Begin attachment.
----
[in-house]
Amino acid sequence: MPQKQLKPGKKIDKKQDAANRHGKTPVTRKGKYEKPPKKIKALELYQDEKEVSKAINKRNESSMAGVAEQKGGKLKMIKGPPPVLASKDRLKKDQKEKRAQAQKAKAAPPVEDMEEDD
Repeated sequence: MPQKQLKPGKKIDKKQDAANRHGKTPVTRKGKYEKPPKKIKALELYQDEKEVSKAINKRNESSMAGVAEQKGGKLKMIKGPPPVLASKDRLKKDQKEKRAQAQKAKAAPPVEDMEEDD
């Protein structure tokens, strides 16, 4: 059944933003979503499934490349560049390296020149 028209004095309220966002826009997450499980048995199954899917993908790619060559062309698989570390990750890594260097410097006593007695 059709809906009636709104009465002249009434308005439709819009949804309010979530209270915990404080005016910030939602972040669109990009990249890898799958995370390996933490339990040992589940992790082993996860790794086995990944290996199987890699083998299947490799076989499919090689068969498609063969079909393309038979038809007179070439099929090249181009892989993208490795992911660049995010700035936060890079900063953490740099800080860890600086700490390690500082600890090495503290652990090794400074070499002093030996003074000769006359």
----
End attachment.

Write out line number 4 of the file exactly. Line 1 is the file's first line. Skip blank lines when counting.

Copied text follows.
């Protein structure tokens, strides 16, 4: 059944933003979503499934490349560049390296020149 028209004095309220966002826009997450499980048995199954899917993908790619060559062309698989570390990750890594260097410097006593007695 059709809906009636709104009465002249009434308005439709819009949804309010979530209270915990404080005016910030939602972040669109990009990249890898799958995370390996933490339990040992589940992790082993996860790794086995990944290996199987890699083998299947490799076989499919090689068969498609063969079909393309038979038809007179070439099929090249181009892989993208490795992911660049995010700035936060890079900063953490740099800080860890600086700490390690500082600890090495503290652990090794400074070499002093030996003074000769006359």